Among the points of concern Gary raises:
- GameCyte managing editor Jason Babler is simultaneously employed as a creative director at TriplePoint.
- Richard Kain is an investor in Telltale Games. Telltale Games was once a client of TriplePoint. Neither relationship was disclosed in GameCyte's positive reviews of any Telltale titles.
- GameCyte's review of Off Road, published by TriplePoint client Empire Interactive, was among the most positive to be found anywhere.
I'll be honest: I never heard of GameCyte before I read this story. If Kain's claim of 62,000 unique visitors last month is true, then it's not a massive site by any means. And it's well within the realm of possibility that the GameCyte staff is doing solid, independent work. But in journalism, transparency is everything.
Gary sums it up when he says this system is "designed in a way that allows for abuse." That doesn't mean it has been abused, only that the possibility is there. And once you open the door to that kind of suspicion, your credibility among your readers is shot -- or ought to be. The simple remedy is disclosure. That's standard practice for newspapers, and if Kain wants to defend the quality of his site's journalism then he ought to hold it up to the same standard.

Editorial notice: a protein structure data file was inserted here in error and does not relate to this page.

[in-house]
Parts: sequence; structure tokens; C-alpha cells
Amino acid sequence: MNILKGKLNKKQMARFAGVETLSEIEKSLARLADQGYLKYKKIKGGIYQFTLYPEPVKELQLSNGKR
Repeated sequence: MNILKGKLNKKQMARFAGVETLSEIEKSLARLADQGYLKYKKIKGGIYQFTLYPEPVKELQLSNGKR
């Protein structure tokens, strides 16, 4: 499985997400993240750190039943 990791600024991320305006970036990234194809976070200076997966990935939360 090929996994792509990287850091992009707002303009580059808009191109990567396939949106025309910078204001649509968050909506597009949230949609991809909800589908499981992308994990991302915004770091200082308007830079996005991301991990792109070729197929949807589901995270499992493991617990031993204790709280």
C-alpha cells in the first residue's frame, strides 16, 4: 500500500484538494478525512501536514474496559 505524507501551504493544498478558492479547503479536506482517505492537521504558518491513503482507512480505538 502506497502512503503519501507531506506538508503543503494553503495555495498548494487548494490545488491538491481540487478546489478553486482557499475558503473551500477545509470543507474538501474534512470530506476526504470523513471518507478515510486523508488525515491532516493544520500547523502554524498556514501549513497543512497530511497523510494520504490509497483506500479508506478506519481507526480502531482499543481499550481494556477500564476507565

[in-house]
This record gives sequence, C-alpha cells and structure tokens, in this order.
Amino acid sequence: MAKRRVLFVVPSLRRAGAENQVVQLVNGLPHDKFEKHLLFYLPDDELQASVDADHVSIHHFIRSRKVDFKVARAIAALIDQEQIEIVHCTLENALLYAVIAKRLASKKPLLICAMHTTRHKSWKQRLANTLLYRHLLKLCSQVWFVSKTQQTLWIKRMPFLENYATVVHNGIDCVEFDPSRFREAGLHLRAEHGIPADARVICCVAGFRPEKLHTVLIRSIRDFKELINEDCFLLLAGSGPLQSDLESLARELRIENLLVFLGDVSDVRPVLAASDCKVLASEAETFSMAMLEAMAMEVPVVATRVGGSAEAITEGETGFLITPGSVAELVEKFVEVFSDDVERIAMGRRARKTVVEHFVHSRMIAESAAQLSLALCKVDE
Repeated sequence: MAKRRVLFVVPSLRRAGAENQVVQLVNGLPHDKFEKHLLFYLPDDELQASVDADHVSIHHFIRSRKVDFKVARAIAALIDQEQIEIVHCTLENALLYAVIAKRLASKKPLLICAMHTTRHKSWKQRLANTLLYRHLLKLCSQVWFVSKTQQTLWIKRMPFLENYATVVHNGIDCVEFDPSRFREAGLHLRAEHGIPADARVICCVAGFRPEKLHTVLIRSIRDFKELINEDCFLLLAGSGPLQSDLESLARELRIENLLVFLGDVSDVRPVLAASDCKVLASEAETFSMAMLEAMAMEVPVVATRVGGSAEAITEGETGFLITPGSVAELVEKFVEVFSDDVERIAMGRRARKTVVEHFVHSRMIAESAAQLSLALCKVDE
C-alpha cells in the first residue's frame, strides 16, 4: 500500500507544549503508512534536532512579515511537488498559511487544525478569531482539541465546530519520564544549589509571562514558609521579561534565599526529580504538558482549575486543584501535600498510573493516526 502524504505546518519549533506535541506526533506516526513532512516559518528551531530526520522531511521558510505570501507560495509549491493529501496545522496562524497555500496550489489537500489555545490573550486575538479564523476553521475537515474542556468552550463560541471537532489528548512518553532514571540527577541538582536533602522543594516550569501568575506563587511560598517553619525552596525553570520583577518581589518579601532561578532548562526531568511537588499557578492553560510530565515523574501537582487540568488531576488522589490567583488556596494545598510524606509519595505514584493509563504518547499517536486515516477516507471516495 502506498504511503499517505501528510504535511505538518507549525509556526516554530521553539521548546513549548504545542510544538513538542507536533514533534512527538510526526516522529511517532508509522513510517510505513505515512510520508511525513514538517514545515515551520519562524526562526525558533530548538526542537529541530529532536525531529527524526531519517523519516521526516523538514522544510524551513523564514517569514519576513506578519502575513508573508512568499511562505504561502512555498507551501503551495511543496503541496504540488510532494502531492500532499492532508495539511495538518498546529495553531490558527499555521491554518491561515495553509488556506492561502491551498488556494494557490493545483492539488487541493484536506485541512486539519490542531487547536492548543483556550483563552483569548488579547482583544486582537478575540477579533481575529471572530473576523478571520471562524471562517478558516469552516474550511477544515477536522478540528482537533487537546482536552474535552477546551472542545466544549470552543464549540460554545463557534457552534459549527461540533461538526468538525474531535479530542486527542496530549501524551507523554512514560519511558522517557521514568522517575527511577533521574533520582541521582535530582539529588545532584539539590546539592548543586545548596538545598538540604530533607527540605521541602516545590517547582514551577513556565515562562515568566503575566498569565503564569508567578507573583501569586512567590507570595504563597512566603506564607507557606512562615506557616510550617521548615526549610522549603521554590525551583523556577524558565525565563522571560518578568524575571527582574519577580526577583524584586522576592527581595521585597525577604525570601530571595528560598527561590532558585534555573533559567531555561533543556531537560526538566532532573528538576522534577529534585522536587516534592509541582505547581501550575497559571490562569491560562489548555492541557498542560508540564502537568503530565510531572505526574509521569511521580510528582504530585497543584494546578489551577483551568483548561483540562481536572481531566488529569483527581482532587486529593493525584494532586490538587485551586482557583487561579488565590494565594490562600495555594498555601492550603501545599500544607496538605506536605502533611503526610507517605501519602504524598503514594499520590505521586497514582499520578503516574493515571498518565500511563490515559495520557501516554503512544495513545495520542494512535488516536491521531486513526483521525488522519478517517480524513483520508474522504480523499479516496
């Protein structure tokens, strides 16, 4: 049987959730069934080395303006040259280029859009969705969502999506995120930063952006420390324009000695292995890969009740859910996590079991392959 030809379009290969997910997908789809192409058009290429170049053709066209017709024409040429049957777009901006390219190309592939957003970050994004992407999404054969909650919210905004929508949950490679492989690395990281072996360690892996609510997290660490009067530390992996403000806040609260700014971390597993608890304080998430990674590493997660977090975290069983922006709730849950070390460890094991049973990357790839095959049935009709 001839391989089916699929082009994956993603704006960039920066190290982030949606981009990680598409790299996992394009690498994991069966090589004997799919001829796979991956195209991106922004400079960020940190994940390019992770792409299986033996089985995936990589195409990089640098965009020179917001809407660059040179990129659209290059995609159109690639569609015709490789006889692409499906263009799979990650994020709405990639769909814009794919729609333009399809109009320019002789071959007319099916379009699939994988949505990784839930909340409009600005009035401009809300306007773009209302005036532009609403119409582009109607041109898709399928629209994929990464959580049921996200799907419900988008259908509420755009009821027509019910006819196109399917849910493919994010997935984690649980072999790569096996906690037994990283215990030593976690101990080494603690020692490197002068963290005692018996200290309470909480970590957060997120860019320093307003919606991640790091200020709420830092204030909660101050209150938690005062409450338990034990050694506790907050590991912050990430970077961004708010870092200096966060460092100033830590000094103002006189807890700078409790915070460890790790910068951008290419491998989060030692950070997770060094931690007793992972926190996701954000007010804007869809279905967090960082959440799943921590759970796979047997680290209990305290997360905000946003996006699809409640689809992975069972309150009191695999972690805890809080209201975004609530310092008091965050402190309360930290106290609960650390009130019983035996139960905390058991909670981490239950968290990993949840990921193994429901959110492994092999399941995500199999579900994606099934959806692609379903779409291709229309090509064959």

It seems that since Gary started talking to the GameCyte and TriplePoint people, they have revised their About pages to include more information about the relationship. If you want to know what games journalism really looks like, read the whole interview. Incredible stuff.
Update: Dan Kennedy at Media Nation, writing on a different topic, shares a hilarious aphorism about conflict-of-interest that I'd never heard before: "You can fuck an elephant if you want to, but if you do you can't cover the circus."